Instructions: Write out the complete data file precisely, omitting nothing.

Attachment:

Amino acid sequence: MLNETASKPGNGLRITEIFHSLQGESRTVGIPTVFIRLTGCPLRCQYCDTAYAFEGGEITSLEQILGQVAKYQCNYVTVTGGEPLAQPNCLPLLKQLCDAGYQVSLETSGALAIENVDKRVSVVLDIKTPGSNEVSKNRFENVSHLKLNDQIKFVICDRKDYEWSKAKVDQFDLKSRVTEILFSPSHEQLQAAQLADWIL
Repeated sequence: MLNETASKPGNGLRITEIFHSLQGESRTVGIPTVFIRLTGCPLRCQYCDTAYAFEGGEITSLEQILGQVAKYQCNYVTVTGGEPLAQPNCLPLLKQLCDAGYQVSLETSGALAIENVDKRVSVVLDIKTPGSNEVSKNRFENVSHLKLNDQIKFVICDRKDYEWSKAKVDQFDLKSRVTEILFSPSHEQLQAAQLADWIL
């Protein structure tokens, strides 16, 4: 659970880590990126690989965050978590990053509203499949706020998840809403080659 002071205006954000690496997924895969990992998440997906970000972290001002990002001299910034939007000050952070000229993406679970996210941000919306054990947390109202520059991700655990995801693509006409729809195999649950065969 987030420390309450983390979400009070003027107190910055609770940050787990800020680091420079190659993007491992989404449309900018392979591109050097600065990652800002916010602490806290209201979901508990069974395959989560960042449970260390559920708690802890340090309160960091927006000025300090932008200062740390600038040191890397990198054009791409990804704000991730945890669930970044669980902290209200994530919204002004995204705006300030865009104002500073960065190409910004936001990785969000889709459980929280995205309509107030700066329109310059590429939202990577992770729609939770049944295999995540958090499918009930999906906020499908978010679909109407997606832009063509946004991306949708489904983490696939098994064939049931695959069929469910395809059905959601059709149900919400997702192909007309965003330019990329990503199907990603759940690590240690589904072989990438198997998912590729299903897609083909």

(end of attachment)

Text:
Amino acid sequence: MLNETASKPGNGLRITEIFHSLQGESRTVGIPTVFIRLTGCPLRCQYCDTAYAFEGGEITSLEQILGQVAKYQCNYVTVTGGEPLAQPNCLPLLKQLCDAGYQVSLETSGALAIENVDKRVSVVLDIKTPGSNEVSKNRFENVSHLKLNDQIKFVICDRKDYEWSKAKVDQFDLKSRVTEILFSPSHEQLQAAQLADWIL
Repeated sequence: MLNETASKPGNGLRITEIFHSLQGESRTVGIPTVFIRLTGCPLRCQYCDTAYAFEGGEITSLEQILGQVAKYQCNYVTVTGGEPLAQPNCLPLLKQLCDAGYQVSLETSGALAIENVDKRVSVVLDIKTPGSNEVSKNRFENVSHLKLNDQIKFVICDRKDYEWSKAKVDQFDLKSRVTEILFSPSHEQLQAAQLADWIL
């Protein structure tokens, strides 16, 4: 659970880590990126690989965050978590990053509203499949706020998840809403080659 002071205006954000690496997924895969990992998440997906970000972290001002990002001299910034939007000050952070000229993406679970996210941000919306054990947390109202520059991700655990995801693509006409729809195999649950065969 987030420390309450983390979400009070003027107190910055609770940050787990800020680091420079190659993007491992989404449309900018392979591109050097600065990652800002916010602490806290209201979901508990069974395959989560960042449970260390559920708690802890340090309160960091927006000025300090932008200062740390600038040191890397990198054009791409990804704000991730945890669930970044669980902290209200994530919204002004995204705006300030865009104002500073960065190409910004936001990785969000889709459980929280995205309509107030700066329109310059590429939202990577992770729609939770049944295999995540958090499918009930999906906020499908978010679909109407997606832009063509946004991306949708489904983490696939098994064939049931695959069929469910395809059905959601059709149900919400997702192909007309965003330019990329990503199907990603759940690590240690589904072989990438198997998912590729299903897609083909």